Monday, March 08, 2010

Dirda, Michael. "The Stories of Heinrich von Kleist." BarnesandNobleReview.Com February 5, 2010.

Kleist, Heinrich von.
  • Selected Prose of Heinrich von Kleist. Trans. Peter Wortsman. Archipelago, 2009.
  • Selected Writings of Heinrich von Kleist. Ed. and trans. David Constantine. Indianopolis: Hackett, 2004.
  • The Marquise of O and Other Stories. Trans. David Luke and Nigel Reeves. Harmondsworth: Penguin, 1978.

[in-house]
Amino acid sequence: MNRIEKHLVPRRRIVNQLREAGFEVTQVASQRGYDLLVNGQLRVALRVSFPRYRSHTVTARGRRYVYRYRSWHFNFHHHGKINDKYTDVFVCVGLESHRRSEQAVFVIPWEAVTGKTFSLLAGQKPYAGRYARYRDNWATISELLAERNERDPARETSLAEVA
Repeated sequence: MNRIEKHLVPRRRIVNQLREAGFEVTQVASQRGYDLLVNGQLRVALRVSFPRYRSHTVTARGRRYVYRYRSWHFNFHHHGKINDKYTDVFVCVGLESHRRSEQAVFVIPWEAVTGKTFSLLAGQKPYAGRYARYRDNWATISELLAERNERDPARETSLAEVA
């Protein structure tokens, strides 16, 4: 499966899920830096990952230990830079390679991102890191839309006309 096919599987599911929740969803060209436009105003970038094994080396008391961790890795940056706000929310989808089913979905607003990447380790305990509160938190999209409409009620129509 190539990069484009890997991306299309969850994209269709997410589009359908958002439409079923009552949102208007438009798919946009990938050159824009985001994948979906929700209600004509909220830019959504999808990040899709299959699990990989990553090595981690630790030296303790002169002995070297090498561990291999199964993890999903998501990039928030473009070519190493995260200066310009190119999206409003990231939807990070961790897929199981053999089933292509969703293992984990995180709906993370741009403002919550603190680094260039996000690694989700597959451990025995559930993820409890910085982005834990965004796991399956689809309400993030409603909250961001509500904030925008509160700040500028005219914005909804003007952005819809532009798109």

Kleist's ironies are . . . what make his fiction so appealing to modern sensibilities. By contrast, the writer's attractively doomed and abbreviated life is nothing if not Romantic. The scion of an old Prussian military family, Kleist was by all accounts nervous and maladroit in society, hypochondriacal, a restless traveler, deeply ambitious (he hoped to unseat Goethe as the leading German author), and, ultimately, a suicide at 34. Reading Kant, he explained, had undermined his faith in Enlightenment reason, and most of his life was as unsettled as the Napoleonic era he lived through. Thus, while Kleist writes with surprising frankness about the darker reaches of eros, his own sexuality remains enigmatic. Before breaking off his engagement to a suitable young woman, his letters allude to some kind of mysterious impairment to happiness; later he flirts seriously with a cousin old enough to be his mother. Even more seriously, he seems to have suggested double-suicide to more than one female acquaintance -- and eventually found in the cancer-ridden Henriette Vogel the partner he was looking for. He shot her, then himself. . . .

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